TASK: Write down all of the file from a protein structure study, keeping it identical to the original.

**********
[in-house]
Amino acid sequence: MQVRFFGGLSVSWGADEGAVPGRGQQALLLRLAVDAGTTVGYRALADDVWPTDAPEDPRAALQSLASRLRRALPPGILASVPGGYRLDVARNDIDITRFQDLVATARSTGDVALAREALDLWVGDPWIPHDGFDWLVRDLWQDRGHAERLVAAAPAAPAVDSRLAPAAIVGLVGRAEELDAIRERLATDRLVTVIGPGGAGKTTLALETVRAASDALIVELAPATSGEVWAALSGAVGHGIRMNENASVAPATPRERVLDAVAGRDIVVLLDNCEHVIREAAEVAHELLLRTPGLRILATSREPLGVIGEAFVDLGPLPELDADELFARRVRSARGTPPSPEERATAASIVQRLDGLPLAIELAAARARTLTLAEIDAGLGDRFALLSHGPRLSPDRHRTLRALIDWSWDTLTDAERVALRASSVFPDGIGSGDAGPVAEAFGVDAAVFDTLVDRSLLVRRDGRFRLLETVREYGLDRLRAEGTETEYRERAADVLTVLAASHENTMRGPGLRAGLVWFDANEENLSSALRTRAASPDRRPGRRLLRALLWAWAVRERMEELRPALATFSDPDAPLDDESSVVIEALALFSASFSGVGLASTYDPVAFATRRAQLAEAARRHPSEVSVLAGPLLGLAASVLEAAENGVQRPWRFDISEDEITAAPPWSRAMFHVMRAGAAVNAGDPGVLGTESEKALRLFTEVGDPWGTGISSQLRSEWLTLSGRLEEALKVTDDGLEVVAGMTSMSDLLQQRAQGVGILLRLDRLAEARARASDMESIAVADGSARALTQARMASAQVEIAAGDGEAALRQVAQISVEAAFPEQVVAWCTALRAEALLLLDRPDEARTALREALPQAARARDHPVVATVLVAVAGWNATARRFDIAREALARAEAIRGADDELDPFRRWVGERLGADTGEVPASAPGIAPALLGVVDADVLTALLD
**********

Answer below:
[in-house]
Amino acid sequence: MQVRFFGGLSVSWGADEGAVPGRGQQALLLRLAVDAGTTVGYRALADDVWPTDAPEDPRAALQSLASRLRRALPPGILASVPGGYRLDVARNDIDITRFQDLVATARSTGDVALAREALDLWVGDPWIPHDGFDWLVRDLWQDRGHAERLVAAAPAAPAVDSRLAPAAIVGLVGRAEELDAIRERLATDRLVTVIGPGGAGKTTLALETVRAASDALIVELAPATSGEVWAALSGAVGHGIRMNENASVAPATPRERVLDAVAGRDIVVLLDNCEHVIREAAEVAHELLLRTPGLRILATSREPLGVIGEAFVDLGPLPELDADELFARRVRSARGTPPSPEERATAASIVQRLDGLPLAIELAAARARTLTLAEIDAGLGDRFALLSHGPRLSPDRHRTLRALIDWSWDTLTDAERVALRASSVFPDGIGSGDAGPVAEAFGVDAAVFDTLVDRSLLVRRDGRFRLLETVREYGLDRLRAEGTETEYRERAADVLTVLAASHENTMRGPGLRAGLVWFDANEENLSSALRTRAASPDRRPGRRLLRALLWAWAVRERMEELRPALATFSDPDAPLDDESSVVIEALALFSASFSGVGLASTYDPVAFATRRAQLAEAARRHPSEVSVLAGPLLGLAASVLEAAENGVQRPWRFDISEDEITAAPPWSRAMFHVMRAGAAVNAGDPGVLGTESEKALRLFTEVGDPWGTGISSQLRSEWLTLSGRLEEALKVTDDGLEVVAGMTSMSDLLQQRAQGVGILLRLDRLAEARARASDMESIAVADGSARALTQARMASAQVEIAAGDGEAALRQVAQISVEAAFPEQVVAWCTALRAEALLLLDRPDEARTALREALPQAARARDHPVVATVLVAVAGWNATARRFDIAREALARAEAIRGADDELDPFRRWVGERLGADTGEVPASAPGIAPALLGVVDADVLTALLD